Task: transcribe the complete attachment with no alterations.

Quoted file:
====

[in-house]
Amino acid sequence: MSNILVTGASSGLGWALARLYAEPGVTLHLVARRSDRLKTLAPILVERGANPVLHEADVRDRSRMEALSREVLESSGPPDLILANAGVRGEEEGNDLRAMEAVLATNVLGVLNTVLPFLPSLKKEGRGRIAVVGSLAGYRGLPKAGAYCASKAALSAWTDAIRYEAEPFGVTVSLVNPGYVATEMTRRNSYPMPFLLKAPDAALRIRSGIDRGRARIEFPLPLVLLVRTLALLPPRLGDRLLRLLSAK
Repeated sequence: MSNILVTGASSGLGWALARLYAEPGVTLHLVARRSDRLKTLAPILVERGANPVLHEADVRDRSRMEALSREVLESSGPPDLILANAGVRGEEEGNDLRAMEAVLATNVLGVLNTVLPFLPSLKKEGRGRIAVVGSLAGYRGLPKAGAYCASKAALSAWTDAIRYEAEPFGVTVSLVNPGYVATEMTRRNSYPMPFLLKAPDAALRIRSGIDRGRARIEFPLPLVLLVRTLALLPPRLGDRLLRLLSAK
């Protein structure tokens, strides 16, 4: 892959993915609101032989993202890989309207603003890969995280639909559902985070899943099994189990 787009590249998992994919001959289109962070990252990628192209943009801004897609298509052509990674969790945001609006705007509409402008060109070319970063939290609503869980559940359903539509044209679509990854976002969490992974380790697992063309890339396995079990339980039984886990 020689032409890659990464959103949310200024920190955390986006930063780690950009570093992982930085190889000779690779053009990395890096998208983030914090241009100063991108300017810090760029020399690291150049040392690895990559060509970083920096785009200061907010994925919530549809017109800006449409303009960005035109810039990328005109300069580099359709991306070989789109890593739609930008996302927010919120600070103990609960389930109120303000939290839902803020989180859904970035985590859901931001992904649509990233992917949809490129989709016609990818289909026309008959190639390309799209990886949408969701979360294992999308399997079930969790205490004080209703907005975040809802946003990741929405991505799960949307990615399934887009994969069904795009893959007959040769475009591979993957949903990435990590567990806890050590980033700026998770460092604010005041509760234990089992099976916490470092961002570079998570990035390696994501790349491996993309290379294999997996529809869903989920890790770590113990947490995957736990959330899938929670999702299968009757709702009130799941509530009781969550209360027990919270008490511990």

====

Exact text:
[in-house]
Amino acid sequence: MSNILVTGASSGLGWALARLYAEPGVTLHLVARRSDRLKTLAPILVERGANPVLHEADVRDRSRMEALSREVLESSGPPDLILANAGVRGEEEGNDLRAMEAVLATNVLGVLNTVLPFLPSLKKEGRGRIAVVGSLAGYRGLPKAGAYCASKAALSAWTDAIRYEAEPFGVTVSLVNPGYVATEMTRRNSYPMPFLLKAPDAALRIRSGIDRGRARIEFPLPLVLLVRTLALLPPRLGDRLLRLLSAK
Repeated sequence: MSNILVTGASSGLGWALARLYAEPGVTLHLVARRSDRLKTLAPILVERGANPVLHEADVRDRSRMEALSREVLESSGPPDLILANAGVRGEEEGNDLRAMEAVLATNVLGVLNTVLPFLPSLKKEGRGRIAVVGSLAGYRGLPKAGAYCASKAALSAWTDAIRYEAEPFGVTVSLVNPGYVATEMTRRNSYPMPFLLKAPDAALRIRSGIDRGRARIEFPLPLVLLVRTLALLPPRLGDRLLRLLSAK
């Protein structure tokens, strides 16, 4: 892959993915609101032989993202890989309207603003890969995280639909559902985070899943099994189990 787009590249998992994919001959289109962070990252990628192209943009801004897609298509052509990674969790945001609006705007509409402008060109070319970063939290609503869980559940359903539509044209679509990854976002969490992974380790697992063309890339396995079990339980039984886990 020689032409890659990464959103949310200024920190955390986006930063780690950009570093992982930085190889000779690779053009990395890096998208983030914090241009100063991108300017810090760029020399690291150049040392690895990559060509970083920096785009200061907010994925919530549809017109800006449409303009960005035109810039990328005109300069580099359709991306070989789109890593739609930008996302927010919120600070103990609960389930109120303000939290839902803020989180859904970035985590859901931001992904649509990233992917949809490129989709016609990818289909026309008959190639390309799209990886949408969701979360294992999308399997079930969790205490004080209703907005975040809802946003990741929405991505799960949307990615399934887009994969069904795009893959007959040769475009591979993957949903990435990590567990806890050590980033700026998770460092604010005041509760234990089992099976916490470092961002570079998570990035390696994501790349491996993309290379294999997996529809869903989920890790770590113990947490995957736990959330899938929670999702299968009757709702009130799941509530009781969550209360027990919270008490511990």